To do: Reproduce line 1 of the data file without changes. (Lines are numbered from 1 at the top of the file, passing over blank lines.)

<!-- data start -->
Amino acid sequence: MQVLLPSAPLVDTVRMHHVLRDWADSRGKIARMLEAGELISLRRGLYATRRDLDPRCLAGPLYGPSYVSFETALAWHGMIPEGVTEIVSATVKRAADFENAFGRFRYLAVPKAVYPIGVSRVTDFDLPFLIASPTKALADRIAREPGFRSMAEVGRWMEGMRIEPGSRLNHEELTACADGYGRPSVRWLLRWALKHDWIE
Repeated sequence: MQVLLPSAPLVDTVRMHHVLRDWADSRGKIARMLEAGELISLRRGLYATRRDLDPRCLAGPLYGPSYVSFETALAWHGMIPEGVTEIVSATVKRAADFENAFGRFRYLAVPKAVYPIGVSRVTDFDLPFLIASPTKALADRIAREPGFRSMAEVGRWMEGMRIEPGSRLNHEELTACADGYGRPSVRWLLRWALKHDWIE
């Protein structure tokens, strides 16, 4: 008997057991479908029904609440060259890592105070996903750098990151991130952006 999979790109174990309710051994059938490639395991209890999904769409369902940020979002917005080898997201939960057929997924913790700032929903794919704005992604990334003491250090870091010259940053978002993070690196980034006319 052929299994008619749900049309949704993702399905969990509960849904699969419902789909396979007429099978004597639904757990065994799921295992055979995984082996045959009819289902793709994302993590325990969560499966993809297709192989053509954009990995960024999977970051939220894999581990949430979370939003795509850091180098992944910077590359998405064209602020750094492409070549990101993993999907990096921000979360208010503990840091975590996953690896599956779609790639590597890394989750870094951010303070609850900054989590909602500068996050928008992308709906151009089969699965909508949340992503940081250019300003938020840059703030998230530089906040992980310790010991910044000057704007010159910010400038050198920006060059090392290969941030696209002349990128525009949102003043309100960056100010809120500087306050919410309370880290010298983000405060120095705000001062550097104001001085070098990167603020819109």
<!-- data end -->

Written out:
Amino acid sequence: MQVLLPSAPLVDTVRMHHVLRDWADSRGKIARMLEAGELISLRRGLYATRRDLDPRCLAGPLYGPSYVSFETALAWHGMIPEGVTEIVSATVKRAADFENAFGRFRYLAVPKAVYPIGVSRVTDFDLPFLIASPTKALADRIAREPGFRSMAEVGRWMEGMRIEPGSRLNHEELTACADGYGRPSVRWLLRWALKHDWIE